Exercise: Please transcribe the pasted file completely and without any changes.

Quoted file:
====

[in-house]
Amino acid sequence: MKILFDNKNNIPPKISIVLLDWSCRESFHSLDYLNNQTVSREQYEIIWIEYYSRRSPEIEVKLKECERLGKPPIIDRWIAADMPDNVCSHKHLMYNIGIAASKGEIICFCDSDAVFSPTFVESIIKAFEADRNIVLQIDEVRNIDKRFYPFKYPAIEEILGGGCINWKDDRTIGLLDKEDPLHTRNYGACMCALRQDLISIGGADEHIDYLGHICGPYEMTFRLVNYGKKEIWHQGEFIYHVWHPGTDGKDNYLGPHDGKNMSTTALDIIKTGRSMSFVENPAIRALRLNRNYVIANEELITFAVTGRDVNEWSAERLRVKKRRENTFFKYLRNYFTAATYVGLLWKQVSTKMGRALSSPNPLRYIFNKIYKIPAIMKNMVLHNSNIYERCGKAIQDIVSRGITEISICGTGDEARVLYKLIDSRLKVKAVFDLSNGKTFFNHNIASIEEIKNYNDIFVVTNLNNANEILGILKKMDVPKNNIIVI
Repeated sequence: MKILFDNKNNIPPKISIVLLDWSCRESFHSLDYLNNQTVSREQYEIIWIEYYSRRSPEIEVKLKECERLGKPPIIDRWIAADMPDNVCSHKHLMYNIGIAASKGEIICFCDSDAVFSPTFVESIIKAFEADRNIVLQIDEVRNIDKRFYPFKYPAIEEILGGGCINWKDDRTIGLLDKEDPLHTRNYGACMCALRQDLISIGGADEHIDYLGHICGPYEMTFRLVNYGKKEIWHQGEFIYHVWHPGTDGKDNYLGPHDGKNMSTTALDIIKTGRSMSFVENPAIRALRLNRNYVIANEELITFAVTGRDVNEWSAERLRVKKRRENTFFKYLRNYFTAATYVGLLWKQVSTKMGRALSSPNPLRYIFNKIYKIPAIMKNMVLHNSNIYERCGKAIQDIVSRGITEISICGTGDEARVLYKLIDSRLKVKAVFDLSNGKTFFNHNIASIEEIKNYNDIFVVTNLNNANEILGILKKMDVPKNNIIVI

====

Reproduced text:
[in-house]
Amino acid sequence: MKILFDNKNNIPPKISIVLLDWSCRESFHSLDYLNNQTVSREQYEIIWIEYYSRRSPEIEVKLKECERLGKPPIIDRWIAADMPDNVCSHKHLMYNIGIAASKGEIICFCDSDAVFSPTFVESIIKAFEADRNIVLQIDEVRNIDKRFYPFKYPAIEEILGGGCINWKDDRTIGLLDKEDPLHTRNYGACMCALRQDLISIGGADEHIDYLGHICGPYEMTFRLVNYGKKEIWHQGEFIYHVWHPGTDGKDNYLGPHDGKNMSTTALDIIKTGRSMSFVENPAIRALRLNRNYVIANEELITFAVTGRDVNEWSAERLRVKKRRENTFFKYLRNYFTAATYVGLLWKQVSTKMGRALSSPNPLRYIFNKIYKIPAIMKNMVLHNSNIYERCGKAIQDIVSRGITEISICGTGDEARVLYKLIDSRLKVKAVFDLSNGKTFFNHNIASIEEIKNYNDIFVVTNLNNANEILGILKKMDVPKNNIIVI
Repeated sequence: MKILFDNKNNIPPKISIVLLDWSCRESFHSLDYLNNQTVSREQYEIIWIEYYSRRSPEIEVKLKECERLGKPPIIDRWIAADMPDNVCSHKHLMYNIGIAASKGEIICFCDSDAVFSPTFVESIIKAFEADRNIVLQIDEVRNIDKRFYPFKYPAIEEILGGGCINWKDDRTIGLLDKEDPLHTRNYGACMCALRQDLISIGGADEHIDYLGHICGPYEMTFRLVNYGKKEIWHQGEFIYHVWHPGTDGKDNYLGPHDGKNMSTTALDIIKTGRSMSFVENPAIRALRLNRNYVIANEELITFAVTGRDVNEWSAERLRVKKRRENTFFKYLRNYFTAATYVGLLWKQVSTKMGRALSSPNPLRYIFNKIYKIPAIMKNMVLHNSNIYERCGKAIQDIVSRGITEISICGTGDEARVLYKLIDSRLKVKAVFDLSNGKTFFNHNIASIEEIKNYNDIFVVTNLNNANEILGILKKMDVPKNNIIVI